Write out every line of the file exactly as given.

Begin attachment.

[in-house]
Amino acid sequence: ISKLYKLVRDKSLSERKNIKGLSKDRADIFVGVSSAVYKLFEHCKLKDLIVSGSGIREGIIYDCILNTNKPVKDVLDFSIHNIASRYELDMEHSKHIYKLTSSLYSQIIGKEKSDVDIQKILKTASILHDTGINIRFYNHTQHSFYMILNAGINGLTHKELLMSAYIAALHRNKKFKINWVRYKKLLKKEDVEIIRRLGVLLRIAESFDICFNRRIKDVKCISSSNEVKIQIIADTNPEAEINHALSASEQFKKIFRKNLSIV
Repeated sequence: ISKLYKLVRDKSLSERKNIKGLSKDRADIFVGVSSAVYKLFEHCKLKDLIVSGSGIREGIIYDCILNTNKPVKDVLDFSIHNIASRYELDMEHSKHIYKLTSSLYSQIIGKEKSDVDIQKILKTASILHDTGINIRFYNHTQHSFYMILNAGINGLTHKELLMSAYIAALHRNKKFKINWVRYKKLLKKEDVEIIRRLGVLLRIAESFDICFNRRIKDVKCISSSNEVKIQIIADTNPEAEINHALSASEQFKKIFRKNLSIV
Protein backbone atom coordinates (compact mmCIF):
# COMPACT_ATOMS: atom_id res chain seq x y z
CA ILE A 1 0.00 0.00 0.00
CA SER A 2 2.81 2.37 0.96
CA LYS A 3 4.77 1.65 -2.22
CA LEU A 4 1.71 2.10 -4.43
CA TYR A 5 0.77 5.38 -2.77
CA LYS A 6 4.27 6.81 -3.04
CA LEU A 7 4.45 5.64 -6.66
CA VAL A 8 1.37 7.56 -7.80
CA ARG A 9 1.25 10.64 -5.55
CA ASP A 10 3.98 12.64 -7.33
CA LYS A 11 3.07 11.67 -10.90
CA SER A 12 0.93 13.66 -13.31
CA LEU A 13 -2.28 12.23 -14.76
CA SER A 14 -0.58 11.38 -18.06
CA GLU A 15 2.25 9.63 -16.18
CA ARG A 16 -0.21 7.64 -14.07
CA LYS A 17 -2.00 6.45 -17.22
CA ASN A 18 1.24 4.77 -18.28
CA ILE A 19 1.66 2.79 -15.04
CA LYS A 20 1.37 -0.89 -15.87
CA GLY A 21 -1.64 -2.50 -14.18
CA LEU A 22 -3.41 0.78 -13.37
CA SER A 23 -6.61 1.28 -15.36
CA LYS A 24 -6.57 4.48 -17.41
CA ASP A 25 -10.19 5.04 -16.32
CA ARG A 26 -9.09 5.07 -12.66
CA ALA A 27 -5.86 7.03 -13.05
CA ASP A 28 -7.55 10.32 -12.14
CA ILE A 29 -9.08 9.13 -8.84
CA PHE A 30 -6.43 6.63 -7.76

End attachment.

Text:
[in-house]
Amino acid sequence: ISKLYKLVRDKSLSERKNIKGLSKDRADIFVGVSSAVYKLFEHCKLKDLIVSGSGIREGIIYDCILNTNKPVKDVLDFSIHNIASRYELDMEHSKHIYKLTSSLYSQIIGKEKSDVDIQKILKTASILHDTGINIRFYNHTQHSFYMILNAGINGLTHKELLMSAYIAALHRNKKFKINWVRYKKLLKKEDVEIIRRLGVLLRIAESFDICFNRRIKDVKCISSSNEVKIQIIADTNPEAEINHALSASEQFKKIFRKNLSIV
Repeated sequence: ISKLYKLVRDKSLSERKNIKGLSKDRADIFVGVSSAVYKLFEHCKLKDLIVSGSGIREGIIYDCILNTNKPVKDVLDFSIHNIASRYELDMEHSKHIYKLTSSLYSQIIGKEKSDVDIQKILKTASILHDTGINIRFYNHTQHSFYMILNAGINGLTHKELLMSAYIAALHRNKKFKINWVRYKKLLKKEDVEIIRRLGVLLRIAESFDICFNRRIKDVKCISSSNEVKIQIIADTNPEAEINHALSASEQFKKIFRKNLSIV
Protein backbone atom coordinates (compact mmCIF):
# COMPACT_ATOMS: atom_id res chain seq x y z
CA ILE A 1 0.00 0.00 0.00
CA SER A 2 2.81 2.37 0.96
CA LYS A 3 4.77 1.65 -2.22
CA LEU A 4 1.71 2.10 -4.43
CA TYR A 5 0.77 5.38 -2.77
CA LYS A 6 4.27 6.81 -3.04
CA LEU A 7 4.45 5.64 -6.66
CA VAL A 8 1.37 7.56 -7.80
CA ARG A 9 1.25 10.64 -5.55
CA ASP A 10 3.98 12.64 -7.33
CA LYS A 11 3.07 11.67 -10.90
CA SER A 12 0.93 13.66 -13.31
CA LEU A 13 -2.28 12.23 -14.76
CA SER A 14 -0.58 11.38 -18.06
CA GLU A 15 2.25 9.63 -16.18
CA ARG A 16 -0.21 7.64 -14.07
CA LYS A 17 -2.00 6.45 -17.22
CA ASN A 18 1.24 4.77 -18.28
CA ILE A 19 1.66 2.79 -15.04
CA LYS A 20 1.37 -0.89 -15.87
CA GLY A 21 -1.64 -2.50 -14.18
CA LEU A 22 -3.41 0.78 -13.37
CA SER A 23 -6.61 1.28 -15.36
CA LYS A 24 -6.57 4.48 -17.41
CA ASP A 25 -10.19 5.04 -16.32
CA ARG A 26 -9.09 5.07 -12.66
CA ALA A 27 -5.86 7.03 -13.05
CA ASP A 28 -7.55 10.32 -12.14
CA ILE A 29 -9.08 9.13 -8.84
CA PHE A 30 -6.43 6.63 -7.76